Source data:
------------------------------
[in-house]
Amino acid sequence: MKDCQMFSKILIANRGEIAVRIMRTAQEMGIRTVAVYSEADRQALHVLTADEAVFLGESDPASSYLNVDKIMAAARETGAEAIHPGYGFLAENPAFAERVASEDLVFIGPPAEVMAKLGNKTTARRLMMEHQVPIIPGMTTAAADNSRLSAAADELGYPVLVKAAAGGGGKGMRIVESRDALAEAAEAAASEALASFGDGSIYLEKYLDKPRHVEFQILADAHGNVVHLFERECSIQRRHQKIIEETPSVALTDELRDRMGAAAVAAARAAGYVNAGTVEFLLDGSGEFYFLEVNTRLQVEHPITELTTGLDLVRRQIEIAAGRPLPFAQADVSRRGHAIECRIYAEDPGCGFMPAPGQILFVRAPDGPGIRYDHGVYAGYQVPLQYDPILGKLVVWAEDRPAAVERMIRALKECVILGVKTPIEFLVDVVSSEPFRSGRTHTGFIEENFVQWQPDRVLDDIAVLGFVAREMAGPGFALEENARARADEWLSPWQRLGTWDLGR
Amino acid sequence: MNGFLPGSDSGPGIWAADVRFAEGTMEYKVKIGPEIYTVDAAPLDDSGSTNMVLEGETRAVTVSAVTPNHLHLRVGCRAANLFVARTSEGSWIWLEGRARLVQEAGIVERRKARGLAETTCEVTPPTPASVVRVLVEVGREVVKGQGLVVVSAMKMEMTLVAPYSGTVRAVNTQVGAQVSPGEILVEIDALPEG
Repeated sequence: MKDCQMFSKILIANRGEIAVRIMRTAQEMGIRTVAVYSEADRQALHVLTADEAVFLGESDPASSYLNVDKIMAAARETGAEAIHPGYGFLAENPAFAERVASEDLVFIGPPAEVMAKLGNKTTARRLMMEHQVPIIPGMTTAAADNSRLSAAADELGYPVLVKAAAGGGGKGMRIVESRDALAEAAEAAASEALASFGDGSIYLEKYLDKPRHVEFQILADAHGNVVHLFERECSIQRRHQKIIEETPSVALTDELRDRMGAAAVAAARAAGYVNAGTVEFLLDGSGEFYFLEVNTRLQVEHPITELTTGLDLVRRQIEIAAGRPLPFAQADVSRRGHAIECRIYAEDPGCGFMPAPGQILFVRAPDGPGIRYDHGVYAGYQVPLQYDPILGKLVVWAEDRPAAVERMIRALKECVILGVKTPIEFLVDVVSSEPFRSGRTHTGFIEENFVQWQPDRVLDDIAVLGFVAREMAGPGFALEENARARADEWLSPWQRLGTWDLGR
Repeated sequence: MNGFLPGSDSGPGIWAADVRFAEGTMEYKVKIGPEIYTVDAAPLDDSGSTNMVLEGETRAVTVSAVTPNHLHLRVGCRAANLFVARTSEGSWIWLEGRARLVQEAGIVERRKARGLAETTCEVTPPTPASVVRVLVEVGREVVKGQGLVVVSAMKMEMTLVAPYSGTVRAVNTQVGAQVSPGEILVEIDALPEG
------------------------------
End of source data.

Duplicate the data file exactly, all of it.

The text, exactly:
[in-house]
Amino acid sequence: MKDCQMFSKILIANRGEIAVRIMRTAQEMGIRTVAVYSEADRQALHVLTADEAVFLGESDPASSYLNVDKIMAAARETGAEAIHPGYGFLAENPAFAERVASEDLVFIGPPAEVMAKLGNKTTARRLMMEHQVPIIPGMTTAAADNSRLSAAADELGYPVLVKAAAGGGGKGMRIVESRDALAEAAEAAASEALASFGDGSIYLEKYLDKPRHVEFQILADAHGNVVHLFERECSIQRRHQKIIEETPSVALTDELRDRMGAAAVAAARAAGYVNAGTVEFLLDGSGEFYFLEVNTRLQVEHPITELTTGLDLVRRQIEIAAGRPLPFAQADVSRRGHAIECRIYAEDPGCGFMPAPGQILFVRAPDGPGIRYDHGVYAGYQVPLQYDPILGKLVVWAEDRPAAVERMIRALKECVILGVKTPIEFLVDVVSSEPFRSGRTHTGFIEENFVQWQPDRVLDDIAVLGFVAREMAGPGFALEENARARADEWLSPWQRLGTWDLGR
Amino acid sequence: MNGFLPGSDSGPGIWAADVRFAEGTMEYKVKIGPEIYTVDAAPLDDSGSTNMVLEGETRAVTVSAVTPNHLHLRVGCRAANLFVARTSEGSWIWLEGRARLVQEAGIVERRKARGLAETTCEVTPPTPASVVRVLVEVGREVVKGQGLVVVSAMKMEMTLVAPYSGTVRAVNTQVGAQVSPGEILVEIDALPEG
Repeated sequence: MKDCQMFSKILIANRGEIAVRIMRTAQEMGIRTVAVYSEADRQALHVLTADEAVFLGESDPASSYLNVDKIMAAARETGAEAIHPGYGFLAENPAFAERVASEDLVFIGPPAEVMAKLGNKTTARRLMMEHQVPIIPGMTTAAADNSRLSAAADELGYPVLVKAAAGGGGKGMRIVESRDALAEAAEAAASEALASFGDGSIYLEKYLDKPRHVEFQILADAHGNVVHLFERECSIQRRHQKIIEETPSVALTDELRDRMGAAAVAAARAAGYVNAGTVEFLLDGSGEFYFLEVNTRLQVEHPITELTTGLDLVRRQIEIAAGRPLPFAQADVSRRGHAIECRIYAEDPGCGFMPAPGQILFVRAPDGPGIRYDHGVYAGYQVPLQYDPILGKLVVWAEDRPAAVERMIRALKECVILGVKTPIEFLVDVVSSEPFRSGRTHTGFIEENFVQWQPDRVLDDIAVLGFVAREMAGPGFALEENARARADEWLSPWQRLGTWDLGR
Repeated sequence: MNGFLPGSDSGPGIWAADVRFAEGTMEYKVKIGPEIYTVDAAPLDDSGSTNMVLEGETRAVTVSAVTPNHLHLRVGCRAANLFVARTSEGSWIWLEGRARLVQEAGIVERRKARGLAETTCEVTPPTPASVVRVLVEVGREVVKGQGLVVVSAMKMEMTLVAPYSGTVRAVNTQVGAQVSPGEILVEIDALPEG